The benefits of team building to a business has long been proven, even if it isn’t always to everyone’s liking.

It can be a highly effective way of generating and maintaining a positive working environment and getting staff to form new bonds with each other. Employees will learn more about their colleagues, including their strengths and weaknesses, and depending on what is chosen as the activity or theme, the participants may end up improving communication between them, boost important skills such as time management and generally strengthen their relationships, which can only be a good thing.

But the thought of finding an activity that will please the whole group is enough to test even the most competent HR person. What so many don’t realise though, is that virtual reality (VR) technology can be a great solution to just this sort of problem.

Why VR?

Virtual reality is a platform that enables groups to partake in a wide variety of activities through a single system, from problem solving and creative tasks to high-pressure scenarios that can only be completed through close collaboration.

VR can deliver numerous advantages over the kinds of team building offerings that we’re used to seeing. One of the limitations of traditional team building practices is that they usually involve just one activity for what can be several hours. This is fine if everybody is happy to do that, but as corporate groups are usually quite diverse, with different personality types and interests, it can be difficult to find something that appeals to all.

But with VR, it is possible to make a variety of environments available at the flick of a switch. So, if it looks like the participants don’t seem to be enjoying one task, it doesn’t matter – just try something else.

And because it can be difficult to find something that appeals to everyone – half of the group might favour cognitive challenges, the other physical – you can customise the experience so both categories are covered.

Going on a team building day can be a logistical challenge as well, especially when outdoor activities are part of the itinerary. Instead of expecting people to sit on a four-hour coach trip to the Lake District, VR can bring the experience right to the office or a location nearer to the usual place of work, saving time, cost and overall hassle. It can be a more environmentally friendly option too with less travel involved, which may appeal to companies who are keen to lower their carbon footprint.

A solution for the digital age

With tech and gadgets now such an integral part of our lives, VR is becoming a more attractive prospect for people who have learnt to embrace tech in other ways. So, while it can be a strange thing to experience for the first time, people are more likely to see the appeal of virtual team building now – helped by the fact that general awareness of the technology is much improved compared to just a few years ago.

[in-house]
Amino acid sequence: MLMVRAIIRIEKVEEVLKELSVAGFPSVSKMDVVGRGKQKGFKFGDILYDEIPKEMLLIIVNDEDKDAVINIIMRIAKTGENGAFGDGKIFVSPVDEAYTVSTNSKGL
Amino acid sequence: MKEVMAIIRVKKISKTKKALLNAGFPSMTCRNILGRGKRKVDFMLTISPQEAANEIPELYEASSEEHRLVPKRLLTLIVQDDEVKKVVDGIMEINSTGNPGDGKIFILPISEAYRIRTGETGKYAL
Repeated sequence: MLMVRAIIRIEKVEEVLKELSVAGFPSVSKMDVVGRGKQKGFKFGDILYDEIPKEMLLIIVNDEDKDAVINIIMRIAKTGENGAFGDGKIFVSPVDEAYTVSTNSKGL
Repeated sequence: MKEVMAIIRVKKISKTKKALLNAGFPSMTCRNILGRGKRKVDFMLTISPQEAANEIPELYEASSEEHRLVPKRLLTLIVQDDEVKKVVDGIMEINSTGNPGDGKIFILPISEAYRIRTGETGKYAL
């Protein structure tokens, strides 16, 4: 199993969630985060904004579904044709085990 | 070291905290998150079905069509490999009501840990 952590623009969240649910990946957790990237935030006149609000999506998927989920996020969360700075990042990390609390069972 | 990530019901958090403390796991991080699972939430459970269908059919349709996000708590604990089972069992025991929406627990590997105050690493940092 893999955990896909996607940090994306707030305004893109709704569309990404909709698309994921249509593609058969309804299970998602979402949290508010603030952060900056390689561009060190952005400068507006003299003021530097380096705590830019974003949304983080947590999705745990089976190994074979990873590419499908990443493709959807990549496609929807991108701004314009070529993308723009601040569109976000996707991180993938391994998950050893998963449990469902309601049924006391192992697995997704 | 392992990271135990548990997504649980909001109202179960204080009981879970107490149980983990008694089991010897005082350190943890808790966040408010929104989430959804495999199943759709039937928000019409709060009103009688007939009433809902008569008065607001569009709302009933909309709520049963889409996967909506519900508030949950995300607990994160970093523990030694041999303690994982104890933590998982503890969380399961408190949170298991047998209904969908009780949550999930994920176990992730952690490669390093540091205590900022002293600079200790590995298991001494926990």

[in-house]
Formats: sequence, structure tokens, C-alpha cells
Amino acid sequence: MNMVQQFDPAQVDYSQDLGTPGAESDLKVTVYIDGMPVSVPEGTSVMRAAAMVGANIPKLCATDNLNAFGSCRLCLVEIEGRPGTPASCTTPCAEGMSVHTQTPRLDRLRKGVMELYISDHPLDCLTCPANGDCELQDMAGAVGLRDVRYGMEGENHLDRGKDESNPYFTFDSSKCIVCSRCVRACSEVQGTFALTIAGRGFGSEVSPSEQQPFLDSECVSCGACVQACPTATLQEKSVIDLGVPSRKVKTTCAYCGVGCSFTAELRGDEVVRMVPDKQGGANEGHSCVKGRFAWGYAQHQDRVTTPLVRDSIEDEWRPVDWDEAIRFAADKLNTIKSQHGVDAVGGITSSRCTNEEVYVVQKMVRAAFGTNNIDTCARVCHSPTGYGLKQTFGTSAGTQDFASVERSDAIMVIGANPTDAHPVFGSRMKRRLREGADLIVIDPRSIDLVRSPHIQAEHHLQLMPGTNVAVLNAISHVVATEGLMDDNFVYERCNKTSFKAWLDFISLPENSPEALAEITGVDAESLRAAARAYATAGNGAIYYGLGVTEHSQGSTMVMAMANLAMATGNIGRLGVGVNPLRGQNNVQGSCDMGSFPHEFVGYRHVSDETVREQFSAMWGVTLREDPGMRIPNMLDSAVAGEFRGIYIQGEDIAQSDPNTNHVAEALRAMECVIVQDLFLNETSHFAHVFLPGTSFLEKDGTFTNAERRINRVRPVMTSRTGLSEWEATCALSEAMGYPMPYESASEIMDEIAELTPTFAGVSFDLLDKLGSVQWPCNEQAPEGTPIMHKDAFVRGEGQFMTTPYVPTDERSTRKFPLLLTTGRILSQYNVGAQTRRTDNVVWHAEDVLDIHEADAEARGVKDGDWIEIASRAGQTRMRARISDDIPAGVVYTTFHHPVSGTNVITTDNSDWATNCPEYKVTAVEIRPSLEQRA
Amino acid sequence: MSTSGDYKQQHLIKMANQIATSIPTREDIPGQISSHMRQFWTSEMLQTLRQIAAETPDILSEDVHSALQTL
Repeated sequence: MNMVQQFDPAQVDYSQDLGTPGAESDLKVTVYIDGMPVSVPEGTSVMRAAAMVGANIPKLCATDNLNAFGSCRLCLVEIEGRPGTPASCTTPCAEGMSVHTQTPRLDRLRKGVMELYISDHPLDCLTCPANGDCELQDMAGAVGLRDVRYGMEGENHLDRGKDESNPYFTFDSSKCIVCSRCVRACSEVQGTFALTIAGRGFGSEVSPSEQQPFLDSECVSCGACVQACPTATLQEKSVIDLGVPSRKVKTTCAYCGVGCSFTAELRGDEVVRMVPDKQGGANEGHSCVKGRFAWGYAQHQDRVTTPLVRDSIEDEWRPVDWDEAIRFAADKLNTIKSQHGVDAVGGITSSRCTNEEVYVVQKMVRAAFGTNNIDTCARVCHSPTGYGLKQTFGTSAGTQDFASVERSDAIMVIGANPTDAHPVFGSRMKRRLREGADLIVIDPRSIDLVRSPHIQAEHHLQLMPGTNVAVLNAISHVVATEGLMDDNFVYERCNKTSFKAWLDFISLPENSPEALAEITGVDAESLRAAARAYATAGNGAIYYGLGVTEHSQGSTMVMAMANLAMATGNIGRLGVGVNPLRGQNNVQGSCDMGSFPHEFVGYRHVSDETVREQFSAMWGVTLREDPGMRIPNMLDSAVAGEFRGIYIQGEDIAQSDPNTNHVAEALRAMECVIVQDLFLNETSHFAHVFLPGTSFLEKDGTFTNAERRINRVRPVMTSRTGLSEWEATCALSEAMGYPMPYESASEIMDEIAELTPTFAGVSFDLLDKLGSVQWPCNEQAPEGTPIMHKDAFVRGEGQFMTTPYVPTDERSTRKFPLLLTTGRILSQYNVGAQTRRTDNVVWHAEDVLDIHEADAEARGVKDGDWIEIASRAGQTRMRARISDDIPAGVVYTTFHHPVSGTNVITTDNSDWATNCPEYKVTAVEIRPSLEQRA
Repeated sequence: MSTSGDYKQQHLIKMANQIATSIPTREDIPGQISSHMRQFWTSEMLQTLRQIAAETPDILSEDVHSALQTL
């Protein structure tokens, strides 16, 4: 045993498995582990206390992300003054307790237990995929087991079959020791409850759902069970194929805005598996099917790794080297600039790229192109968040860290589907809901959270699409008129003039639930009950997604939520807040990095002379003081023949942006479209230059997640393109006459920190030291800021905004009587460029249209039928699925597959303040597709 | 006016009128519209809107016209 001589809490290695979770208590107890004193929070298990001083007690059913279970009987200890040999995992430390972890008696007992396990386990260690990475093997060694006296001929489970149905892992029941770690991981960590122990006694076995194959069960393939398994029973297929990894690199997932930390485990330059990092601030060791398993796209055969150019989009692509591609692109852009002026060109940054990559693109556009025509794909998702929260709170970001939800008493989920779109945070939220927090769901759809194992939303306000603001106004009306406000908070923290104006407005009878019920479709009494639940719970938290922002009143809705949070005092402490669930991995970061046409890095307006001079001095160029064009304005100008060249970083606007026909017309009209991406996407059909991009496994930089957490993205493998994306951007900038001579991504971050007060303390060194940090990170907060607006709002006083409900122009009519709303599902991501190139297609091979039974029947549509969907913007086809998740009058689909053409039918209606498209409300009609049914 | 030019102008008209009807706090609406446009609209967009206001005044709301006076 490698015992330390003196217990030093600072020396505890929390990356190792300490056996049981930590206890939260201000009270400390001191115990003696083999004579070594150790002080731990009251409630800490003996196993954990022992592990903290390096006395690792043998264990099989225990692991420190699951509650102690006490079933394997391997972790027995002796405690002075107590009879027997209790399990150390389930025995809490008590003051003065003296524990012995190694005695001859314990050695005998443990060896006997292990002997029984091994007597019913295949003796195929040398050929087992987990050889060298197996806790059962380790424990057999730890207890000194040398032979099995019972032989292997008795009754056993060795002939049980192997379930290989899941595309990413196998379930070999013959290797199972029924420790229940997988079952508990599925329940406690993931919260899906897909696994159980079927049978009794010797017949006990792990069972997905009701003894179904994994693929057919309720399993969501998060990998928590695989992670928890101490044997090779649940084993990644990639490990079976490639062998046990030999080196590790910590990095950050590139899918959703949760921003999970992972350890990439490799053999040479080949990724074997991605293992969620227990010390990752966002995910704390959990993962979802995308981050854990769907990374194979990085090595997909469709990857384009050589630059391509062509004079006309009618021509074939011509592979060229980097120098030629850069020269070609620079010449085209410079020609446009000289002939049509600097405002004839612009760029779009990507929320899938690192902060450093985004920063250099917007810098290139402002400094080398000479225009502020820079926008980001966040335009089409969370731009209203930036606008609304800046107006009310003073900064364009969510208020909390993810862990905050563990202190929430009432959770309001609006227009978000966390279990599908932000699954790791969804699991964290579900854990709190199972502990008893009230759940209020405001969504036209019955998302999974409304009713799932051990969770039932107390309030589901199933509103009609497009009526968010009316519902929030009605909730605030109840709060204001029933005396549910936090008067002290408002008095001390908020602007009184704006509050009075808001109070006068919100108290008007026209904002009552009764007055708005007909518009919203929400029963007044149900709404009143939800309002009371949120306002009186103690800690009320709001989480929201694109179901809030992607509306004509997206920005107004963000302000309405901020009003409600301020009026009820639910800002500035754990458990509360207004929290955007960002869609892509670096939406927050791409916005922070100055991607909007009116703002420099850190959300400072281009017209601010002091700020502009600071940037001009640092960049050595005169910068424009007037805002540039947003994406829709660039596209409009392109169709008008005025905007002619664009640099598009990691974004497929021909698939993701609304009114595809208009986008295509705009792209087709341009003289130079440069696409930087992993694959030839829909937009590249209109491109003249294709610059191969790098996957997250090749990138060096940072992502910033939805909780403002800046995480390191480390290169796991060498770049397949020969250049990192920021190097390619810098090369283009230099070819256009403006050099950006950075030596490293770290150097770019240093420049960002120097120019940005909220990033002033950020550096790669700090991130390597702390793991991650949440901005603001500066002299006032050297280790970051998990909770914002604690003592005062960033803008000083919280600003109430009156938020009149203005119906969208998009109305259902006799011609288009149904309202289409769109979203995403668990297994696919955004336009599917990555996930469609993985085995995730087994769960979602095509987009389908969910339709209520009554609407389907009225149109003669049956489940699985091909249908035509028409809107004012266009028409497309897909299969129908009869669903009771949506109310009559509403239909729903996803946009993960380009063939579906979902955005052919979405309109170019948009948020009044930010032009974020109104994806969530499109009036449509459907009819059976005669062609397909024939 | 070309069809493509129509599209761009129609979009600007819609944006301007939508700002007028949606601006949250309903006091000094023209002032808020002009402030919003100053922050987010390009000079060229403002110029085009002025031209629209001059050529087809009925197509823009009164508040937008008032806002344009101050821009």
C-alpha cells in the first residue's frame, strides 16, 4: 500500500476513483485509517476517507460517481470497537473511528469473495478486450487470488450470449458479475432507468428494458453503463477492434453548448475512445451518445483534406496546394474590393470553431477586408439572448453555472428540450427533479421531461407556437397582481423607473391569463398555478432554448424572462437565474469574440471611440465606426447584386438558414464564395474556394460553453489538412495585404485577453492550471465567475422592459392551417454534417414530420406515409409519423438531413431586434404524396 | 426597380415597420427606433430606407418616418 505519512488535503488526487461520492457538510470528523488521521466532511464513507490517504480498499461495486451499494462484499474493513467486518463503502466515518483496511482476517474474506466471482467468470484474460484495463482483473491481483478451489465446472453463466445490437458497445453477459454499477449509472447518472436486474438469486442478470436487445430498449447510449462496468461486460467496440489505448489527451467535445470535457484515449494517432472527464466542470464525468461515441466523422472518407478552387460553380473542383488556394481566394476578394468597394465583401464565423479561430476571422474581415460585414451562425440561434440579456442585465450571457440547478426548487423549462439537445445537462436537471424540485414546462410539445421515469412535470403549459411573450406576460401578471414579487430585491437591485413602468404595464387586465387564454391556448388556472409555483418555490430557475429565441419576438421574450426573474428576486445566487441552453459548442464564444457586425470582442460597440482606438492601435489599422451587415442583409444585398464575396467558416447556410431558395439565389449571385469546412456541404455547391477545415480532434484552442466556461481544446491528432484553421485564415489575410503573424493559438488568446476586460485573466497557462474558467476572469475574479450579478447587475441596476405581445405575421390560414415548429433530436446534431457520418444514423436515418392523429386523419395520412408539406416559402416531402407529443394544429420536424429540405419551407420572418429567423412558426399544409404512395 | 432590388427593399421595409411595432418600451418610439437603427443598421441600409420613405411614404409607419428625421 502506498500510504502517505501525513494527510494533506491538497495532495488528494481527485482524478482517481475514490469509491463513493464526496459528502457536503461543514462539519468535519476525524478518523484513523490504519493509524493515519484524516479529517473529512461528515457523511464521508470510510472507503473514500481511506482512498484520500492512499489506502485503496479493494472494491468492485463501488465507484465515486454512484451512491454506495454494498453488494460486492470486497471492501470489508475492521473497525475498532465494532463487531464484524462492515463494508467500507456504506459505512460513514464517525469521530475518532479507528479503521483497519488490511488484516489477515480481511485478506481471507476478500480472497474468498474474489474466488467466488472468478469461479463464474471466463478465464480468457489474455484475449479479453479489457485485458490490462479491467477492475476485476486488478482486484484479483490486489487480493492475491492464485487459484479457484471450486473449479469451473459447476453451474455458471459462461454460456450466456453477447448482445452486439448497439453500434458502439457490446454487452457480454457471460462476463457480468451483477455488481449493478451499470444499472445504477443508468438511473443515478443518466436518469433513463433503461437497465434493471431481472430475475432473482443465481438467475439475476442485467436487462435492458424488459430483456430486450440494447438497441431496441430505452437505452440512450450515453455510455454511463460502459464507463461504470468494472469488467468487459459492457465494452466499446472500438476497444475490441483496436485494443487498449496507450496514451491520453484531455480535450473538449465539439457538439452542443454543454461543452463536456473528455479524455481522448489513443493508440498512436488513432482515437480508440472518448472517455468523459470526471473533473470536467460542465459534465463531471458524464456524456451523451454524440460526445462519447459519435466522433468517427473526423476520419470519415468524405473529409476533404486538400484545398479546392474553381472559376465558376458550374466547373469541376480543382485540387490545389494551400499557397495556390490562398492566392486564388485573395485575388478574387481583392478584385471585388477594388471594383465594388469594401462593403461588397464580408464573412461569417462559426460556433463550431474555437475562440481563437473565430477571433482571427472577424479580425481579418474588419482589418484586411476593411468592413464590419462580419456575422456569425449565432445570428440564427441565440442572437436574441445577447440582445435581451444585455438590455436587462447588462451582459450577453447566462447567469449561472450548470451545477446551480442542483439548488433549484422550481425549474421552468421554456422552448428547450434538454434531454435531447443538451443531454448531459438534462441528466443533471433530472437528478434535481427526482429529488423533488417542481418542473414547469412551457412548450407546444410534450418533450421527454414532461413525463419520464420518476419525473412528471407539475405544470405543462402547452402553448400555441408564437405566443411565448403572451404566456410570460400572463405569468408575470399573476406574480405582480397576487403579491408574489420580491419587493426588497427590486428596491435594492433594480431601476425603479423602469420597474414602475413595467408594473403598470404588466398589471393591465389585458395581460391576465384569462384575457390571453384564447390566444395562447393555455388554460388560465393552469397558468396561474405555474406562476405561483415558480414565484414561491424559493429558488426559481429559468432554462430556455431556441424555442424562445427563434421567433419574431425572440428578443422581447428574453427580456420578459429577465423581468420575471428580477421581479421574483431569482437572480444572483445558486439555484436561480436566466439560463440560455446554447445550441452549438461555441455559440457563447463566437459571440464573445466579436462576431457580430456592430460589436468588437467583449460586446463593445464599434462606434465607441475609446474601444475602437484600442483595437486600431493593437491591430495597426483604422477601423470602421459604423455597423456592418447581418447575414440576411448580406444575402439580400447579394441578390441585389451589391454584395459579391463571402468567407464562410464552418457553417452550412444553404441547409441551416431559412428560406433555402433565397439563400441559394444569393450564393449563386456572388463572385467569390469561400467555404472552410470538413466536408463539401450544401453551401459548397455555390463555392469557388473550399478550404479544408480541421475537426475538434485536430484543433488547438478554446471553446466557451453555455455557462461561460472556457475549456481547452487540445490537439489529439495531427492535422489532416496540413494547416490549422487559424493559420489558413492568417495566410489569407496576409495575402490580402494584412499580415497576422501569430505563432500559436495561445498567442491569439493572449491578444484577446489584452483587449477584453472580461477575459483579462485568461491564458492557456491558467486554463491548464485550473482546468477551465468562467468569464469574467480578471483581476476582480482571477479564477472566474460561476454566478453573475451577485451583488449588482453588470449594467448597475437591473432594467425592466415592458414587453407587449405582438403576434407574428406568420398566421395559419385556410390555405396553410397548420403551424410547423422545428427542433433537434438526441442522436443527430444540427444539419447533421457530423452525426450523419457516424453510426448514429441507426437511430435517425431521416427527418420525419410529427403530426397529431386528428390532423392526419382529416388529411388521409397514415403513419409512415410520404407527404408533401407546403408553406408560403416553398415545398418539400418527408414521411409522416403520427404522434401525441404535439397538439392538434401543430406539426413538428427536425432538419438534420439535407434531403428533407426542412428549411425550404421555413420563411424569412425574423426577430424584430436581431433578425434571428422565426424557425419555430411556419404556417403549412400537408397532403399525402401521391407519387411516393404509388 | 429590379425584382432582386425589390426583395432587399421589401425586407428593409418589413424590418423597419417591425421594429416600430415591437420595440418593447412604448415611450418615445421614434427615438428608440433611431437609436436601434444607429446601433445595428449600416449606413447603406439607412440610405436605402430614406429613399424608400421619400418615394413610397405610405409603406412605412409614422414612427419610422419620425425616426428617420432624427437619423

It’s becoming more affordable too, even if not everybody realises it. VR is still perceived as being too expensive or requiring a high-spec PC to run it on, but it has started to become much more accessible over the past couple of years. While the high-end headsets do still need a decent amount of processing power to run, new models such as the all-in-one Oculus Quest are making it much easier for people to get their hands on this tech.

The virtual safety net

Because VR takes place in a virtual world, it can be a great place to learn and have new experiences when the participants knows they are in a safe environment with no physical real-world consequences to their actions. For example, balancing on a beam hundreds of feet off the ground (like in the VR game Richie’s Plank Experience, which is great for team building) might be a scary prospect for somebody with a fear of heights (or anyone for that matter), but doing this in VR might be more favourable as they know they’re not in any real danger, no matter how realistic the simulation.

But that doesn’t mean to say that what is done in VR has no effect on reality whatsoever, of course, otherwise it really wouldn’t have much use as a team building tool at all. The activity that they’re visualising themselves doing might not be real, but the learning that they take from it, and that feeling of having solved a problem together in an enjoyable environment, will be.

It doesn’t have to be the primary team building activity either. A lot of firms have found VR most useful as a supporting tool to more standard training, which can become fatiguing after long periods. It can help break up the monotony of PowerPoint presentations and flipchart exercises, giving participants something fun to do halfway through the day or at the end of proceedings, while also furthering the team building process.

The growing versatility of virtual reality and its expansion from the consumer to the corporate world is making this an increasingly appealing technology for businesses, both for work and play. So, when the time comes to arrange your next team building session, make sure you add virtual reality to the list of options. It really is a game changer.